United Nations report blasts Canada for destruction of historic black community

UN report recommends apology, reparations, monuments to African Canadians for slavery and displacement.

A United Nations working group is calling out Canada for its history of racist policies — specifically highlighting its history of slavery and the “deplorable” destruction of Africville, a black community in Nova Scotia.

The report released Monday recommends that Canada apologize for slavery, consider paying reparations, build monuments to African Canadians, and create a national department of African Canadian affairs, among other things.


One former resident of Africville, a black community that Halifax demolished in the 1960s to make way for a bridge, and where people trace their family roots back to slaves brought across the Atlantic in the 1700s, commended the move.

“I’m very pleased that the U.N. has included Africville as an example because indeed it is, not only of blatant racism but of environmental racism,” said Irvine Carvery, president of the Africville Genealogy Society.

“All of those factors played into the destruction of the community of Africville,” Carvery told VICE News on Monday, calling on the prime minister to implement the U.N. working group’s recommendations.

After visiting several cities in Canada last fall, the U.N. Working Group of Experts on People of African Descent highlighted Canada’s history of slavery, environmental racism, overrepresentation of African-Canadians in jails, and racial bias the justice system.

The legacy of slavery continues in Canadian Black communities today.

The report, presented to the U.N. Human Rights Council in Geneva on Monday, also criticised police “carding” and police killings of black men including Andrew Loku and Abdirahman Abdi, higher rates of poverty for Black Canadians than the white population, gaps in education and other issues.

“Despite Canada’s reputation for promoting multiculturalism and diversity and the positive measures taken to address racial discrimination, the Working Group is deeply concerned about the human rights situation of African Canadians,” the report states.


The report focuses on Nova Scotia, where English and French settlers brought the first Black slaves as part of efforts to colonize the area.

Slavery in Canada enjoys little attention compared to south of the border, but it existed in what is today known as Canada until it was abolished in most British colonies 1834. The legacy of slavery continues in Canadian Black communities today.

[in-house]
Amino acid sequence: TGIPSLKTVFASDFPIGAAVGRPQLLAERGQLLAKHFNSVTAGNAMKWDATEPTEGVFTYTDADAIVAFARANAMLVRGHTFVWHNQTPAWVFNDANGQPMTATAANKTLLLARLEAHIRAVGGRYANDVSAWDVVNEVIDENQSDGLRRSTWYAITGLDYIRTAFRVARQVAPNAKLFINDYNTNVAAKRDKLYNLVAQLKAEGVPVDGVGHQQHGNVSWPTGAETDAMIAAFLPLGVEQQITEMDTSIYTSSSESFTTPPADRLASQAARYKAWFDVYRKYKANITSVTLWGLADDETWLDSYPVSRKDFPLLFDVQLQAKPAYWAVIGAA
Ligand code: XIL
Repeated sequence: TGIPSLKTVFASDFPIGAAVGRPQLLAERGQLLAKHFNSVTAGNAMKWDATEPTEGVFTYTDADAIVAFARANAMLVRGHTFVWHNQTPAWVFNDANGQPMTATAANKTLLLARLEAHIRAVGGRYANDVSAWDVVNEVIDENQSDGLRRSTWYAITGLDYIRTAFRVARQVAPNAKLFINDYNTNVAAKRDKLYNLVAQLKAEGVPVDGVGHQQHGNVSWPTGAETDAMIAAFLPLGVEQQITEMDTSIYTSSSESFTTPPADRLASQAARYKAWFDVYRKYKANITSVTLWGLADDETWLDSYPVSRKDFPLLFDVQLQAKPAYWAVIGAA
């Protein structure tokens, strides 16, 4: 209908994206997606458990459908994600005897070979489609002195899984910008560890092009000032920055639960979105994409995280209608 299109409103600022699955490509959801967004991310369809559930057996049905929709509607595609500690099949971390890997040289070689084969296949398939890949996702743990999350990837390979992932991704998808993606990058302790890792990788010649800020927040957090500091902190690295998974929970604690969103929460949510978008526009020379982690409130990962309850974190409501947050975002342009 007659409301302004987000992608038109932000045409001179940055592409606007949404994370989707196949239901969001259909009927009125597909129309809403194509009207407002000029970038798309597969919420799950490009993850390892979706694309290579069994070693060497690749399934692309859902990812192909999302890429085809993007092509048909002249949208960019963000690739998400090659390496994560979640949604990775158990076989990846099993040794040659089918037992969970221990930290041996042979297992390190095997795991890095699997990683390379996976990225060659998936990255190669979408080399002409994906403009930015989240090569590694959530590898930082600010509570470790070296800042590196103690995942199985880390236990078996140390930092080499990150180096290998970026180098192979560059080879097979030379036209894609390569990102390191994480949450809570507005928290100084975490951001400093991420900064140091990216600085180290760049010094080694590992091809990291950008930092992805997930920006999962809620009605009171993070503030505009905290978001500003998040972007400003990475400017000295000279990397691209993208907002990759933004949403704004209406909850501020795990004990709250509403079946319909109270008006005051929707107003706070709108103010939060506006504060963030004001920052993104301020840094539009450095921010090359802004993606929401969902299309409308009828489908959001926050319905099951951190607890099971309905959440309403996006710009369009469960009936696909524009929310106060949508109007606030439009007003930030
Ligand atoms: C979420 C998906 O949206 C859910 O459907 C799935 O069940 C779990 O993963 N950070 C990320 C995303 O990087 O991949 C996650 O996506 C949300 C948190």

VICE News reached out to several government departments that met with the UN working group when it visited Ottawa in October 2016, including Global Affairs, Statistics Canada, Canadian Heritage, Immigration, Refugees and Citizenship, Justice and Corrections Canada, but did not immediately hear back.


For 150 years, Africville perched on the edge of Halifax. It was often said that where the pavement ended, Africville began. While it existed, some Africville residents were landowners who paid taxes but lacked basic services like running water or sewer pipes. Instead the city located industrial hazards in and around the community, including a slaughterhouse, an open dump and an infectious disease hospital.

The UN working group’s report calls this a “dark period” of Nova Scotia’s history

In the 1960s, the city forcibly evicted Africville residents, demolished their houses and church, and relocated them to a housing project north end Halifax. Few residents saw any compensation for the loss of their homes and livelihoods, according to former residents and descendents who are bringing forward a lawsuit seeking compensation. It is still awaiting certification.

The UN working group’s report calls this a “dark period” of Nova Scotia’s history

In 2010, Halifax’s mayor apologized for the destruction of the community and contributed $3 million toward a museum and church on the former Africville site. Many former residents and their descendants are still asking for further compensation.

Today, research has shown that dumps and industrial sites in Nova Scotia are still disproportionately located near African-Nova Scotian and First Nations communities.